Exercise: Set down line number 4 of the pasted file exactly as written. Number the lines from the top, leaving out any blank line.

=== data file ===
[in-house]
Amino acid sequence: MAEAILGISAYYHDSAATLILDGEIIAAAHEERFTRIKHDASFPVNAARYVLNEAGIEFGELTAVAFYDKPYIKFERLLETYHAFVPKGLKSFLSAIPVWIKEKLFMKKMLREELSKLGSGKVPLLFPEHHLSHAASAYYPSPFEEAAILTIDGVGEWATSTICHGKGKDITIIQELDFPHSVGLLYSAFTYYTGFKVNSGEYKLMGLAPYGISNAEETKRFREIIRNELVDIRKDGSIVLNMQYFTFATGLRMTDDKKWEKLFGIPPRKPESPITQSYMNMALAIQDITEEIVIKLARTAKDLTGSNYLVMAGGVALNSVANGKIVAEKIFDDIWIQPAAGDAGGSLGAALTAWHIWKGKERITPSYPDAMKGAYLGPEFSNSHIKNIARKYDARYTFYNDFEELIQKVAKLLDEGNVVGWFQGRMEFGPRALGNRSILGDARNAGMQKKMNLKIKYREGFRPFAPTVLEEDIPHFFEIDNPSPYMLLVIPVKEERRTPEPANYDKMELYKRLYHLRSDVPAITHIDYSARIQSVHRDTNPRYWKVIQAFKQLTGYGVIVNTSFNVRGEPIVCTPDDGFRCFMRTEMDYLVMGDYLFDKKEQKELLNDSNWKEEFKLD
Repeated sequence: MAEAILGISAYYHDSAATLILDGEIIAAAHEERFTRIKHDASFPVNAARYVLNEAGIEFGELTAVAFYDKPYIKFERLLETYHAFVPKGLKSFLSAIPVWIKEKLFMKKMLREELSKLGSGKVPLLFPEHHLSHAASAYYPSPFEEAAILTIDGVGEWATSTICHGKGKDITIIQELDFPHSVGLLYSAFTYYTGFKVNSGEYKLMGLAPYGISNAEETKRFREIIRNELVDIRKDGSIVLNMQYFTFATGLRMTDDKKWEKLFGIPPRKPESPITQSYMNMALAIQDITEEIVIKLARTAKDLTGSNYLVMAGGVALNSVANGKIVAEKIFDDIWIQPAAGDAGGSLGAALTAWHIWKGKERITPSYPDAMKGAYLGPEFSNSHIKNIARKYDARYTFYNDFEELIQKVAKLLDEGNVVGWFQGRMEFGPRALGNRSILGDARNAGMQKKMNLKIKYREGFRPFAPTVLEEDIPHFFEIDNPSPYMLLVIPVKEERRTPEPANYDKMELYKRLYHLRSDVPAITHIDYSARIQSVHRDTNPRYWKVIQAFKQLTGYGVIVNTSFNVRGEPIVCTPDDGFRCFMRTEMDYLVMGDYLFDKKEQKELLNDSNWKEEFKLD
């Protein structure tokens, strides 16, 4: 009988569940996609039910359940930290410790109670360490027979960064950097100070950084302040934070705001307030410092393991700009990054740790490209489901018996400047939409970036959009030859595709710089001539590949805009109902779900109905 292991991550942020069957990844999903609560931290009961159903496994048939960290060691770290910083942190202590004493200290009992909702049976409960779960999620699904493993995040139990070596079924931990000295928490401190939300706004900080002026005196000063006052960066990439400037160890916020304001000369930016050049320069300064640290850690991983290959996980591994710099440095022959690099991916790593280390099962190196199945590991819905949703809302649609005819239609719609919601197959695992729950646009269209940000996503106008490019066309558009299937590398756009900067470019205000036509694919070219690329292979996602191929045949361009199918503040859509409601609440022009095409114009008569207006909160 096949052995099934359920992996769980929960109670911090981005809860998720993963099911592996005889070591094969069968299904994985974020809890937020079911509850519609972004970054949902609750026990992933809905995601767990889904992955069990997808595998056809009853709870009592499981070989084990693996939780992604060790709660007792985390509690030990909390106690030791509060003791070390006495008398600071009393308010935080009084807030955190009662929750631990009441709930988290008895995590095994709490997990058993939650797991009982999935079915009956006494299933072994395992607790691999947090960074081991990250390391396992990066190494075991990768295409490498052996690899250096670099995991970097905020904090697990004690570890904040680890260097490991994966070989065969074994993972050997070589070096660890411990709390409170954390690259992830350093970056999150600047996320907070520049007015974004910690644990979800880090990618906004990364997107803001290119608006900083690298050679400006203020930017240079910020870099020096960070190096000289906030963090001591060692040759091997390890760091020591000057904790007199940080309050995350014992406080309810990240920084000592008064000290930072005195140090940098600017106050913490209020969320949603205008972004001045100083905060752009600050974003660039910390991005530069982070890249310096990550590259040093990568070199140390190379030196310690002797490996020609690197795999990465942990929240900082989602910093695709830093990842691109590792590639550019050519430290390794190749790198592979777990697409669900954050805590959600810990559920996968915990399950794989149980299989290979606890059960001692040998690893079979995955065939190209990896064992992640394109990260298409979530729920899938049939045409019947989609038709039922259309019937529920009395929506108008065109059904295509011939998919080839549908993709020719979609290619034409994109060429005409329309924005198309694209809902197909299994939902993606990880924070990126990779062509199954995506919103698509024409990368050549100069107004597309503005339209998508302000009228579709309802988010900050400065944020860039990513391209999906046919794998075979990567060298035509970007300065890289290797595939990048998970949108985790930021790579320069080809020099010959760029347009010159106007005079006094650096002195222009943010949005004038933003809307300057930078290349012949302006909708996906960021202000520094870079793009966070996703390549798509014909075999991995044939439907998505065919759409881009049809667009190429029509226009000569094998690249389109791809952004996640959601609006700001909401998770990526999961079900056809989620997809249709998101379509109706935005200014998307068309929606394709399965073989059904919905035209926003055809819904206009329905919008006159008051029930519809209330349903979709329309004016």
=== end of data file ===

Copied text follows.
């Protein structure tokens, strides 16, 4: 009988569940996609039910359940930290410790109670360490027979960064950097100070950084302040934070705001307030410092393991700009990054740790490209489901018996400047939409970036959009030859595709710089001539590949805009109902779900109905 292991991550942020069957990844999903609560931290009961159903496994048939960290060691770290910083942190202590004493200290009992909702049976409960779960999620699904493993995040139990070596079924931990000295928490401190939300706004900080002026005196000063006052960066990439400037160890916020304001000369930016050049320069300064640290850690991983290959996980591994710099440095022959690099991916790593280390099962190196199945590991819905949703809302649609005819239609719609919601197959695992729950646009269209940000996503106008490019066309558009299937590398756009900067470019205000036509694919070219690329292979996602191929045949361009199918503040859509409601609440022009095409114009008569207006909160 096949052995099934359920992996769980929960109670911090981005809860998720993963099911592996005889070591094969069968299904994985974020809890937020079911509850519609972004970054949902609750026990992933809905995601767990889904992955069990997808595998056809009853709870009592499981070989084990693996939780992604060790709660007792985390509690030990909390106690030791509060003791070390006495008398600071009393308010935080009084807030955190009662929750631990009441709930988290008895995590095994709490997990058993939650797991009982999935079915009956006494299933072994395992607790691999947090960074081991990250390391396992990066190494075991990768295409490498052996690899250096670099995991970097905020904090697990004690570890904040680890260097490991994966070989065969074994993972050997070589070096660890411990709390409170954390690259992830350093970056999150600047996320907070520049007015974004910690644990979800880090990618906004990364997107803001290119608006900083690298050679400006203020930017240079910020870099020096960070190096000289906030963090001591060692040759091997390890760091020591000057904790007199940080309050995350014992406080309810990240920084000592008064000290930072005195140090940098600017106050913490209020969320949603205008972004001045100083905060752009600050974003660039910390991005530069982070890249310096990550590259040093990568070199140390190379030196310690002797490996020609690197795999990465942990929240900082989602910093695709830093990842691109590792590639550019050519430290390794190749790198592979777990697409669900954050805590959600810990559920996968915990399950794989149980299989290979606890059960001692040998690893079979995955065939190209990896064992992640394109990260298409979530729920899938049939045409019947989609038709039922259309019937529920009395929506108008065109059904295509011939998919080839549908993709020719979609290619034409994109060429005409329309924005198309694209809902197909299994939902993606990880924070990126990779062509199954995506919103698509024409990368050549100069107004597309503005339209998508302000009228579709309802988010900050400065944020860039990513391209999906046919794998075979990567060298035509970007300065890289290797595939990048998970949108985790930021790579320069080809020099010959760029347009010159106007005079006094650096002195222009943010949005004038933003809307300057930078290349012949302006909708996906960021202000520094870079793009966070996703390549798509014909075999991995044939439907998505065919759409881009049809667009190429029509226009000569094998690249389109791809952004996640959601609006700001909401998770990526999961079900056809989620997809249709998101379509109706935005200014998307068309929606394709399965073989059904919905035209926003055809819904206009329905919008006159008051029930519809209330349903979709329309004016």